The opening line from the “Law and Order” program mentioned earlier is a succinct and clear indication of the respective roles of the police and prosecutors. A more detailed and helpful explanation was provided by former OCP, Jessica Cooper, in a letter dated November 13, 2009 to Barry King, the father of Tim King, the last victim in the OCCK case.24
Cooper was either being ironic or was completely ignorant of the history of the office she held. After the third OCCK victim, Kristine Mihelich, was abduction on January 2, 1977, the OCTF, a special interdepartmental police task force, was formed.25 This effort was initiated by Lt. Simmons of the Southfield PD. The task force expanded substantially after the disappearance of Tim King on March 16, 1977 with Michigan State Police (MSP) Lt. Robert Robertson at the helm as coordinator. At least that is how it was supposed to function.
On January 28, 1977, one week after Kristine Mihelich was found dead, the Oakland County Sheriff questioned why OCP, Brooks Patterson, called in a fingerprint expert from Toronto to lift prints from Mihelich’s body.26 After all, the county had its own expert and, more importantly, this was an ongoing police investigation. There were no “criminal charges brought against specific, living individuals.” Why was the prosecutor not staying in his lane?
Aside from the fact that the OCP had no business collecting evidence in this investigation, the manner in which Patterson did it was particularly odd. First, he insisted on his office being involved in the investigation after Mihelich’s body was found. He assigned assistant prosecutor (AP), Edward Sosnick, to take part in the investigation.27 Once Sosnick was inserted into the team, he took over the responsibility of making arrangements for Mihelich’s autopsy. This gave Patterson control so that he could have his Canadian expert come in and lift prints before the autopsy was performed. By hiring a private expert, Patterson ensured that his expert’s findings would be reported directly to him and not the police investigating the crime.28 This need to exercise absolute and exclusive control over information was another recurring Patterson characteristic.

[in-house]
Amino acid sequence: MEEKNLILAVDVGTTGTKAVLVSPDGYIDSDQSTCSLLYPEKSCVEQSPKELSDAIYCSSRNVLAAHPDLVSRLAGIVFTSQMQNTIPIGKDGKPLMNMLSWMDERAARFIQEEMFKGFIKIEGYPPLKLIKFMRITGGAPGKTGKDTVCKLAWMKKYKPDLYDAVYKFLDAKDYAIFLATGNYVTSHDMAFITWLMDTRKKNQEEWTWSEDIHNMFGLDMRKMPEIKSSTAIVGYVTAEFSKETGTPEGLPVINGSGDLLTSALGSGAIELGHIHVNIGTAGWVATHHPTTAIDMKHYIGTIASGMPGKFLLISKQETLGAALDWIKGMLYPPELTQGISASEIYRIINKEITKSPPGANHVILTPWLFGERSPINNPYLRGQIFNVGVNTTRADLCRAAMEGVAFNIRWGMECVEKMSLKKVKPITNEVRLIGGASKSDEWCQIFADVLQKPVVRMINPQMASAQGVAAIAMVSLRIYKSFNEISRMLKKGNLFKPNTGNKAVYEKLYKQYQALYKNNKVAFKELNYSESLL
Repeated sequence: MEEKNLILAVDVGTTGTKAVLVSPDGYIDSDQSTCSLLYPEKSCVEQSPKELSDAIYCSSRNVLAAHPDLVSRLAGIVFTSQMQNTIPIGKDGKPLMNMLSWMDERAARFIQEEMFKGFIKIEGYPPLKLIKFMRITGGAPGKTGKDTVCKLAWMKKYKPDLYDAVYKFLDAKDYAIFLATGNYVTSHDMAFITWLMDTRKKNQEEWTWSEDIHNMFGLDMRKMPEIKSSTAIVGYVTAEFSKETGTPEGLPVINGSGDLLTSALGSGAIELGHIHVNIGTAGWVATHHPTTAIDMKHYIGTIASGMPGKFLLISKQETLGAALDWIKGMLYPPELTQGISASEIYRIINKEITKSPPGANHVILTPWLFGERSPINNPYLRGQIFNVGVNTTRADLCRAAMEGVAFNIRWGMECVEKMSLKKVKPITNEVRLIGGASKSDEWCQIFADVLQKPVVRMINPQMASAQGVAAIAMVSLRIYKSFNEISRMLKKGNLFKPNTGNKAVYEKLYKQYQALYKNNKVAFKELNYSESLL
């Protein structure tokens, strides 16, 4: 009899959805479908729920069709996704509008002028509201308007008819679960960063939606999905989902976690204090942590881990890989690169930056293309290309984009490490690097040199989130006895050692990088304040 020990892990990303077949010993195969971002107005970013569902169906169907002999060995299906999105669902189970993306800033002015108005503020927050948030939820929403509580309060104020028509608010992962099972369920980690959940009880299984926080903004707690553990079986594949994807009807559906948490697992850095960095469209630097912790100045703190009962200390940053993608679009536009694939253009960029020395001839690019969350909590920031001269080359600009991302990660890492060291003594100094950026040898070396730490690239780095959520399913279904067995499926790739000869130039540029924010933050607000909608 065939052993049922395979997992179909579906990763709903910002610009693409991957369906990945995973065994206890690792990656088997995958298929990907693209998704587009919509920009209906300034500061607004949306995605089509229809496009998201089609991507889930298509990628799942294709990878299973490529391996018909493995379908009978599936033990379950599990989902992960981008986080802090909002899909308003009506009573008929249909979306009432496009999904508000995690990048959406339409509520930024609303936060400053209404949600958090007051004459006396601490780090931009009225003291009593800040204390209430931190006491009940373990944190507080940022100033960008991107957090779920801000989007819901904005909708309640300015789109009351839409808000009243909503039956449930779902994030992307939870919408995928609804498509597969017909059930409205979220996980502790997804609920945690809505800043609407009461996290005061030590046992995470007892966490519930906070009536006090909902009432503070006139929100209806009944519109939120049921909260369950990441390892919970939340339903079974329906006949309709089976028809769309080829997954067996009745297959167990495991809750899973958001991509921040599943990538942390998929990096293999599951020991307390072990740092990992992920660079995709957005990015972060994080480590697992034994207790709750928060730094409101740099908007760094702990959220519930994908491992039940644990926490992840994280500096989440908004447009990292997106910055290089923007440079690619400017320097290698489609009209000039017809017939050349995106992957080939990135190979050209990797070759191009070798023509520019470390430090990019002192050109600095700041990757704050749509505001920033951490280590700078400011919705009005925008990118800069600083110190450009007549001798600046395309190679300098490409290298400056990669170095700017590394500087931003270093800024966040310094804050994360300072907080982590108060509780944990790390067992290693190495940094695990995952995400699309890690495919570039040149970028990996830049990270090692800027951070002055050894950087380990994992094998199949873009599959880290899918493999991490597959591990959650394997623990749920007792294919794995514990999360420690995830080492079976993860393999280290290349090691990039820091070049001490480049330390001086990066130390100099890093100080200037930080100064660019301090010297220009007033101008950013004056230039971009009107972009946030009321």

This point in late January of 1977 marked the beginning of where the line between the roles of the police and the prosecutor was not simply blurred. It vanished. Before this, Brooks Patterson’s name was barely mentioned in association with the OCCK case. His sudden interest did not go unnoticed. Thomas Robinson, father of the second OCCK victim, Jill Robinson, had this to say:29
On January 28, 1977, after being virtually silent and invisible regarding the OCCK for almost one year, Patterson unexpectedly asserted himself as spokesman and de facto leader of the OCCK investigation. The public perception of who was leading the investigation was the reverse of how the criminal justice system is supposed to operate. The same Detroit News article referenced above was where the Oakland County Sheriff criticized Patterson for meddling in a police investigation and includes the following statement: “The sheriff’s department has two detectives and a stenographer assigned to Patterson’s task force.” (emphasis added). Below are the opening paragraphs of another story from March 5, 1977:30
Patterson further solidified his position during a political turf war with Oakland County Sheriff, Johannes Spreen, where Patterson declared himself the county’s chief law enforcement officer.31 Although Patterson had a reputation for enjoying the spotlight and wanted to expand the perception that he was tough on crime, this matter of the OCCK case was different. The timing of the hijacking of the OCCK investigation by the OCP on January 28, 1977 is important to understand why the case unfolded how it did and why the task force abruptly disbanded in December of 1978. Given this context and introduction to the OCP, we can now address how the OCCK investigation went off the rails following the discovery of a series of child molestation incidents in Flint, Michigan. We can now understand that the timing of the hijacking of the investigation and the molestations in Flint was not a simple coincidence.
24 OCP 602. This letter was part of a concerted effort by the OCP office and Michigan State Police to avoid producing information about Chris Busch in relation to the OCCK case. The irony is that the OCP office had done nothing regarding Chris Busch since his suicide 30 years earlier. It was only through the efforts of the Kings that Chris Busch’s name and crimes became known to the public. The file for Chris Busch’s ridiculous suicide scene had been gathering dust for almost three decades. This file showed how Busch left the police with an orgy of evidence connecting himself to the OCCK case. The room where Busch killed himself was only treated as an OCCK‐related crime scene 30 years after his body was cremated, physical evidence was discarded and two families bought, sold and remodeled the home.
25 NCJRS at 11.
26 Detroit News, January 28, 1977, 2‐A.
27 MK 14.